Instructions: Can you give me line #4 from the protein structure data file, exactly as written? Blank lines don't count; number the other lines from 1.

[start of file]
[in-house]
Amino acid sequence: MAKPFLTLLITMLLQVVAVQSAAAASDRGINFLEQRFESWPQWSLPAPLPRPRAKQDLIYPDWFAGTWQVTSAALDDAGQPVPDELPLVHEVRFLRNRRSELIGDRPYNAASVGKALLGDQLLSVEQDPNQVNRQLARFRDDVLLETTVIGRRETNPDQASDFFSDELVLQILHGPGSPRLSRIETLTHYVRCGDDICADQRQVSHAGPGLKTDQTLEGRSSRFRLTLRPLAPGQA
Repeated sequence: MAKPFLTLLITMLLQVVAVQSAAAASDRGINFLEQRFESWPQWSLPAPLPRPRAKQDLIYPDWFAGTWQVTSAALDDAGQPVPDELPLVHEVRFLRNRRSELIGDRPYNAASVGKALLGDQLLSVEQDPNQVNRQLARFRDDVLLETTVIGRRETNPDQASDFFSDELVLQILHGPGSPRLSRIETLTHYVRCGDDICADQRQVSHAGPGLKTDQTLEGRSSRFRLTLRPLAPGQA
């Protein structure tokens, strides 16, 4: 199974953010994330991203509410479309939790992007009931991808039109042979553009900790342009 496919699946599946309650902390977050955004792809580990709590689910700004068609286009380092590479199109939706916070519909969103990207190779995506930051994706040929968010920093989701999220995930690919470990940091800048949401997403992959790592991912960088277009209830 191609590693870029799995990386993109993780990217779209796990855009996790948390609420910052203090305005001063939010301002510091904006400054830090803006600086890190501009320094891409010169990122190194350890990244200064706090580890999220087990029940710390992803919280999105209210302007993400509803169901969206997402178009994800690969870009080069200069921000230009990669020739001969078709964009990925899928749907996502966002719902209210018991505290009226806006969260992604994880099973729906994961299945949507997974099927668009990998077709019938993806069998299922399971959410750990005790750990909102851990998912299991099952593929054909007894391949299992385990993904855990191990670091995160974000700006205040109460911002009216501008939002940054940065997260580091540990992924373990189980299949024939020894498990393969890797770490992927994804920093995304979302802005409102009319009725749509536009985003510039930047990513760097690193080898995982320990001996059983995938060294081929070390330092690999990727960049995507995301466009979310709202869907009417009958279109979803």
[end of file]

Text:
């Protein structure tokens, strides 16, 4: 199974953010994330991203509410479309939790992007009931991808039109042979553009900790342009 496919699946599946309650902390977050955004792809580990709590689910700004068609286009380092590479199109939706916070519909969103990207190779995506930051994706040929968010920093989701999220995930690919470990940091800048949401997403992959790592991912960088277009209830 191609590693870029799995990386993109993780990217779209796990855009996790948390609420910052203090305005001063939010301002510091904006400054830090803006600086890190501009320094891409010169990122190194350890990244200064706090580890999220087990029940710390992803919280999105209210302007993400509803169901969206997402178009994800690969870009080069200069921000230009990669020739001969078709964009990925899928749907996502966002719902209210018991505290009226806006969260992604994880099973729906994961299945949507997974099927668009990998077709019938993806069998299922399971959410750990005790750990909102851990998912299991099952593929054909007894391949299992385990993904855990191990670091995160974000700006205040109460911002009216501008939002940054940065997260580091540990992924373990189980299949024939020894498990393969890797770490992927994804920093995304979302802005409102009319009725749509536009985003510039930047990513760097690193080898995982320990001996059983995938060294081929070390330092690999990727960049995507995301466009979310709202869907009417009958279109979803």